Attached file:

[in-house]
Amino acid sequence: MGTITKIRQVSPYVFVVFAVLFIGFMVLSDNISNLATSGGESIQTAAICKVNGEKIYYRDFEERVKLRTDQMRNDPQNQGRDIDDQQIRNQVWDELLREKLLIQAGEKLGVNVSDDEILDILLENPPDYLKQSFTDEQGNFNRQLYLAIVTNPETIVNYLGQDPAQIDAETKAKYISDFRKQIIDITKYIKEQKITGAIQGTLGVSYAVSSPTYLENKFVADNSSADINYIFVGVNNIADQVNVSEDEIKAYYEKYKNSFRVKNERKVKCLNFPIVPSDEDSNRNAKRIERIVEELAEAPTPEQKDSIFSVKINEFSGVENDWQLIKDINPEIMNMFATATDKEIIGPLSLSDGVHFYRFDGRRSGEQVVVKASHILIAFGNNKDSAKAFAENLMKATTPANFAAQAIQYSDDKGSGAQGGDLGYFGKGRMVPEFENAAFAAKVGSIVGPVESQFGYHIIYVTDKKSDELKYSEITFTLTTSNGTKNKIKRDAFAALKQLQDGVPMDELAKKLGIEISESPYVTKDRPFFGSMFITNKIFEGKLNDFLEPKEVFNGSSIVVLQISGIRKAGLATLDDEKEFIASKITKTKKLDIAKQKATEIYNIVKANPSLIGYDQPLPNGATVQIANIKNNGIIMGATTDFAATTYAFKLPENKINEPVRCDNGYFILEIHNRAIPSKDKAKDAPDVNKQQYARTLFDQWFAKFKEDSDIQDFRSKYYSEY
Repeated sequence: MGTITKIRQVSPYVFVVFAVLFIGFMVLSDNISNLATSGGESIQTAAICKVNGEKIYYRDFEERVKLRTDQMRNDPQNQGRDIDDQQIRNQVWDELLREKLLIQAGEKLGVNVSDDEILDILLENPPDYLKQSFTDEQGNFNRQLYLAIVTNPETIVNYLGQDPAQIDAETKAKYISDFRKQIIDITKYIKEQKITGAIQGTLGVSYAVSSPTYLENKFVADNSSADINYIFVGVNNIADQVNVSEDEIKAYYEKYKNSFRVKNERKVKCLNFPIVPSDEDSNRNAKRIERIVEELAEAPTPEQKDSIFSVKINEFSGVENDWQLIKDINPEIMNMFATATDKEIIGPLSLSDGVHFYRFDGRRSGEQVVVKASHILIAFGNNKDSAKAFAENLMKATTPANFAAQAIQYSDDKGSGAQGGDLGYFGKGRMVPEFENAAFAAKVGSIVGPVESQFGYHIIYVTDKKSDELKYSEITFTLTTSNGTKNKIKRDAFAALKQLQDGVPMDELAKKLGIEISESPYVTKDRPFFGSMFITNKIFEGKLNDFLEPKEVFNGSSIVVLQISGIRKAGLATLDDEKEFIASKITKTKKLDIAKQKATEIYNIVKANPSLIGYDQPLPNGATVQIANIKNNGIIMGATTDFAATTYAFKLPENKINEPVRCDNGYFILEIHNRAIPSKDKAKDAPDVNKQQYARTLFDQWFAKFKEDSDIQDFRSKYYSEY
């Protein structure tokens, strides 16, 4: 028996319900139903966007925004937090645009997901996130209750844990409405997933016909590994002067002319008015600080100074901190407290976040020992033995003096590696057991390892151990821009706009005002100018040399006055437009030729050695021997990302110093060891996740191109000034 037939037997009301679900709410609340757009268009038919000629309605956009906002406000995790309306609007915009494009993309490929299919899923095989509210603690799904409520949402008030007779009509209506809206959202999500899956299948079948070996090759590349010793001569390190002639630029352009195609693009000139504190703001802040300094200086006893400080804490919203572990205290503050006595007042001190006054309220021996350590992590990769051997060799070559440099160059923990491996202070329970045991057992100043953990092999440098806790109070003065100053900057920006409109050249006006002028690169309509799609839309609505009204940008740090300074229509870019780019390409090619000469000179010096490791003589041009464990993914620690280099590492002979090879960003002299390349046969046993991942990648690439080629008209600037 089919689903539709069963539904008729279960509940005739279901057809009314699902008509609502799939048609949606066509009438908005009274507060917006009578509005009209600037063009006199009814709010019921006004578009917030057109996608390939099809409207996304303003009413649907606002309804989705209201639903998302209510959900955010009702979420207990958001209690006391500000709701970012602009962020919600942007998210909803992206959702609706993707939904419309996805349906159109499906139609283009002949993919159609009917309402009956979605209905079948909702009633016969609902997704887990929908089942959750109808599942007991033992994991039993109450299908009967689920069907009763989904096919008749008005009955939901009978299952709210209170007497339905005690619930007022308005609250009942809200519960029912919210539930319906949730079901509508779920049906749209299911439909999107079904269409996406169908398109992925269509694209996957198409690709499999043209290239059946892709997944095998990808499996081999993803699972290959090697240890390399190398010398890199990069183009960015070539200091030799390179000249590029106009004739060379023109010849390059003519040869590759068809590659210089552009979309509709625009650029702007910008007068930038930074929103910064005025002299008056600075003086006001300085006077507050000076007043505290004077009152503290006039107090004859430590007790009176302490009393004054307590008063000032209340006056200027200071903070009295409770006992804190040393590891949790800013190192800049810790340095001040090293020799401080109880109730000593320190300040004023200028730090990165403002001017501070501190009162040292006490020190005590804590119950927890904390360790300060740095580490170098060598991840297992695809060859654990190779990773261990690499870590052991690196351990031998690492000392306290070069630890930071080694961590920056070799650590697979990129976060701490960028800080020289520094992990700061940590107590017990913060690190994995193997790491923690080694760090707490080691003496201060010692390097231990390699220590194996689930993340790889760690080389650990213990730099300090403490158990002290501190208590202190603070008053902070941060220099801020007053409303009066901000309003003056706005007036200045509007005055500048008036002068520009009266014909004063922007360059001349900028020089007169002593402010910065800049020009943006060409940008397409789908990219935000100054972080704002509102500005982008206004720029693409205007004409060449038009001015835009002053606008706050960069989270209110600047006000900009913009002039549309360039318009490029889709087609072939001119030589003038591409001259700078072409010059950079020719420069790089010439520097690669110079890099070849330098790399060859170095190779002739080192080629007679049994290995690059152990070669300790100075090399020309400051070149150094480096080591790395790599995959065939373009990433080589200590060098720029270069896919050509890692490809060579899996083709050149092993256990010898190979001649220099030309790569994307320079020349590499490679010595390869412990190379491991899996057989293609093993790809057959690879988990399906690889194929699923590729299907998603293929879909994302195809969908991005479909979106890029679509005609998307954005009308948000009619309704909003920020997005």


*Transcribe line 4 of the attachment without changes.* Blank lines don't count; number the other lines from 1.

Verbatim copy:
């Protein structure tokens, strides 16, 4: 028996319900139903966007925004937090645009997901996130209750844990409405997933016909590994002067002319008015600080100074901190407290976040020992033995003096590696057991390892151990821009706009005002100018040399006055437009030729050695021997990302110093060891996740191109000034 037939037997009301679900709410609340757009268009038919000629309605956009906002406000995790309306609007915009494009993309490929299919899923095989509210603690799904409520949402008030007779009509209506809206959202999500899956299948079948070996090759590349010793001569390190002639630029352009195609693009000139504190703001802040300094200086006893400080804490919203572990205290503050006595007042001190006054309220021996350590992590990769051997060799070559440099160059923990491996202070329970045991057992100043953990092999440098806790109070003065100053900057920006409109050249006006002028690169309509799609839309609505009204940008740090300074229509870019780019390409090619000469000179010096490791003589041009464990993914620690280099590492002979090879960003002299390349046969046993991942990648690439080629008209600037 089919689903539709069963539904008729279960509940005739279901057809009314699902008509609502799939048609949606066509009438908005009274507060917006009578509005009209600037063009006199009814709010019921006004578009917030057109996608390939099809409207996304303003009413649907606002309804989705209201639903998302209510959900955010009702979420207990958001209690006391500000709701970012602009962020919600942007998210909803992206959702609706993707939904419309996805349906159109499906139609283009002949993919159609009917309402009956979605209905079948909702009633016969609902997704887990929908089942959750109808599942007991033992994991039993109450299908009967689920069907009763989904096919008749008005009955939901009978299952709210209170007497339905005690619930007022308005609250009942809200519960029912919210539930319906949730079901509508779920049906749209299911439909999107079904269409996406169908398109992925269509694209996957198409690709499999043209290239059946892709997944095998990808499996081999993803699972290959090697240890390399190398010398890199990069183009960015070539200091030799390179000249590029106009004739060379023109010849390059003519040869590759068809590659210089552009979309509709625009650029702007910008007068930038930074929103910064005025002299008056600075003086006001300085006077507050000076007043505290004077009152503290006039107090004859430590007790009176302490009393004054307590008063000032209340006056200027200071903070009295409770006992804190040393590891949790800013190192800049810790340095001040090293020799401080109880109730000593320190300040004023200028730090990165403002001017501070501190009162040292006490020190005590804590119950927890904390360790300060740095580490170098060598991840297992695809060859654990190779990773261990690499870590052991690196351990031998690492000392306290070069630890930071080694961590920056070799650590697979990129976060701490960028800080020289520094992990700061940590107590017990913060690190994995193997790491923690080694760090707490080691003496201060010692390097231990390699220590194996689930993340790889760690080389650990213990730099300090403490158990002290501190208590202190603070008053902070941060220099801020007053409303009066901000309003003056706005007036200045509007005055500048008036002068520009009266014909004063922007360059001349900028020089007169002593402010910065800049020009943006060409940008397409789908990219935000100054972080704002509102500005982008206004720029693409205007004409060449038009001015835009002053606008706050960069989270209110600047006000900009913009002039549309360039318009490029889709087609072939001119030589003038591409001259700078072409010059950079020719420069790089010439520097690669110079890099070849330098790399060859170095190779002739080192080629007679049994290995690059152990070669300790100075090399020309400051070149150094480096080591790395790599995959065939373009990433080589200590060098720029270069896919050509890692490809060579899996083709050149092993256990010898190979001649220099030309790569994307320079020349590499490679010595390869412990190379491991899996057989293609093993790809057959690879988990399906690889194929699923590729299907998603293929879909994302195809969908991005479909979106890029679509005609998307954005009308948000009619309704909003920020997005």